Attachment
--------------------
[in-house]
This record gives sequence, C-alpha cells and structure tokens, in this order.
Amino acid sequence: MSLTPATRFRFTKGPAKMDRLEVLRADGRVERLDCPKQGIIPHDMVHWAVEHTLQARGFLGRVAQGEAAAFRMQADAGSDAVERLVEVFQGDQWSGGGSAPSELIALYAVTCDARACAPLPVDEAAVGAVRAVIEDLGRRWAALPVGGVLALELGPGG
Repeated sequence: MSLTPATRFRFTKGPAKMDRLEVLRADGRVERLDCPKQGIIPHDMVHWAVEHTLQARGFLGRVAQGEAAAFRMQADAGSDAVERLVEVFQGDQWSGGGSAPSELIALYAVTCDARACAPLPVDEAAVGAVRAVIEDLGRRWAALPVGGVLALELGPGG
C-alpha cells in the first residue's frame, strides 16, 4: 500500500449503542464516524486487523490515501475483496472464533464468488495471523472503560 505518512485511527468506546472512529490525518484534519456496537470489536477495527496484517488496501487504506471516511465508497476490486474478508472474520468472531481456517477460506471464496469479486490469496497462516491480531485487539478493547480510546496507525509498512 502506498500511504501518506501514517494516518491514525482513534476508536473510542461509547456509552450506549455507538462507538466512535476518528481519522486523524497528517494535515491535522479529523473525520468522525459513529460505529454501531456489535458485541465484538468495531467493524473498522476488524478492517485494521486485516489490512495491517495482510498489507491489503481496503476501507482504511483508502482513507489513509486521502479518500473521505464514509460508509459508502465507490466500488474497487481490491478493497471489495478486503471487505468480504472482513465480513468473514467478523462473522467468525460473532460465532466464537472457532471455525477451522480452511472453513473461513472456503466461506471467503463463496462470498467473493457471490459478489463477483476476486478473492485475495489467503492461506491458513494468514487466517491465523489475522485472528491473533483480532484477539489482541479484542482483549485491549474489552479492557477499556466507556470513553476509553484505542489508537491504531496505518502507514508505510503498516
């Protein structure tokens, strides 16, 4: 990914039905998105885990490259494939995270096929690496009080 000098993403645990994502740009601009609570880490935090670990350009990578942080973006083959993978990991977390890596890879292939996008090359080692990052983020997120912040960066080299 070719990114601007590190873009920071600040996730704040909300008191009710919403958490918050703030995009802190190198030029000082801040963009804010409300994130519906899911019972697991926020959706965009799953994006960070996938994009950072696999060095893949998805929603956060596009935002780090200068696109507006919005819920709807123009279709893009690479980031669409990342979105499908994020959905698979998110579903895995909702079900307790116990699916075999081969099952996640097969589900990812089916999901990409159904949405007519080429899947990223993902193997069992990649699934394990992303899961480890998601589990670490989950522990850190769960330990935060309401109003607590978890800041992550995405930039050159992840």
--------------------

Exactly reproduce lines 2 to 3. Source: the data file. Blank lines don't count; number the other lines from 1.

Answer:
This record gives sequence, C-alpha cells and structure tokens, in this order.
Amino acid sequence: MSLTPATRFRFTKGPAKMDRLEVLRADGRVERLDCPKQGIIPHDMVHWAVEHTLQARGFLGRVAQGEAAAFRMQADAGSDAVERLVEVFQGDQWSGGGSAPSELIALYAVTCDARACAPLPVDEAAVGAVRAVIEDLGRRWAALPVGGVLALELGPGG